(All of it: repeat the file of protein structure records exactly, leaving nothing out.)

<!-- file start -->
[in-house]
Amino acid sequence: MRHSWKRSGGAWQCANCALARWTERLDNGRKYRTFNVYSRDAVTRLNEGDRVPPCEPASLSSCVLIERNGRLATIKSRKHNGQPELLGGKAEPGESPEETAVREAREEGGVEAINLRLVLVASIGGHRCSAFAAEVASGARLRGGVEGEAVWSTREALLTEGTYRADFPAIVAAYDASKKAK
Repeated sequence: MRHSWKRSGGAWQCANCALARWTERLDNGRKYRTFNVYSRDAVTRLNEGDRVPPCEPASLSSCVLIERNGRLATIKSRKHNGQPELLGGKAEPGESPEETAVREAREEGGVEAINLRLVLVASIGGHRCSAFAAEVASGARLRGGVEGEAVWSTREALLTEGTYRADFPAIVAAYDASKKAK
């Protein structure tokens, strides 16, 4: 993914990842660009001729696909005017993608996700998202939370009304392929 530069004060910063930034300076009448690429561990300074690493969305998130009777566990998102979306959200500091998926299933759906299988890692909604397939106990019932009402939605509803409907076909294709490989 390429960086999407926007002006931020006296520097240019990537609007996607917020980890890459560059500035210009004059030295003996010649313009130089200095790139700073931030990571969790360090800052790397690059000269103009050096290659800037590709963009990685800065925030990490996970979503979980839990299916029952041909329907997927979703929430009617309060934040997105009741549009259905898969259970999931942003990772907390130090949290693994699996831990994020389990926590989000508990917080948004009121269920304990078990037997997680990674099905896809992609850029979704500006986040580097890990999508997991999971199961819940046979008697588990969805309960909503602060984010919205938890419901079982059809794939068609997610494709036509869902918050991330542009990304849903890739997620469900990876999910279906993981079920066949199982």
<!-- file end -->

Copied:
[in-house]
Amino acid sequence: MRHSWKRSGGAWQCANCALARWTERLDNGRKYRTFNVYSRDAVTRLNEGDRVPPCEPASLSSCVLIERNGRLATIKSRKHNGQPELLGGKAEPGESPEETAVREAREEGGVEAINLRLVLVASIGGHRCSAFAAEVASGARLRGGVEGEAVWSTREALLTEGTYRADFPAIVAAYDASKKAK
Repeated sequence: MRHSWKRSGGAWQCANCALARWTERLDNGRKYRTFNVYSRDAVTRLNEGDRVPPCEPASLSSCVLIERNGRLATIKSRKHNGQPELLGGKAEPGESPEETAVREAREEGGVEAINLRLVLVASIGGHRCSAFAAEVASGARLRGGVEGEAVWSTREALLTEGTYRADFPAIVAAYDASKKAK
């Protein structure tokens, strides 16, 4: 993914990842660009001729696909005017993608996700998202939370009304392929 530069004060910063930034300076009448690429561990300074690493969305998130009777566990998102979306959200500091998926299933759906299988890692909604397939106990019932009402939605509803409907076909294709490989 390429960086999407926007002006931020006296520097240019990537609007996607917020980890890459560059500035210009004059030295003996010649313009130089200095790139700073931030990571969790360090800052790397690059000269103009050096290659800037590709963009990685800065925030990490996970979503979980839990299916029952041909329907997927979703929430009617309060934040997105009741549009259905898969259970999931942003990772907390130090949290693994699996831990994020389990926590989000508990917080948004009121269920304990078990037997997680990674099905896809992609850029979704500006986040580097890990999508997991999971199961819940046979008697588990969805309960909503602060984010919205938890419901079982059809794939068609997610494709036509869902918050991330542009990304849903890739997620469900990876999910279906993981079920066949199982």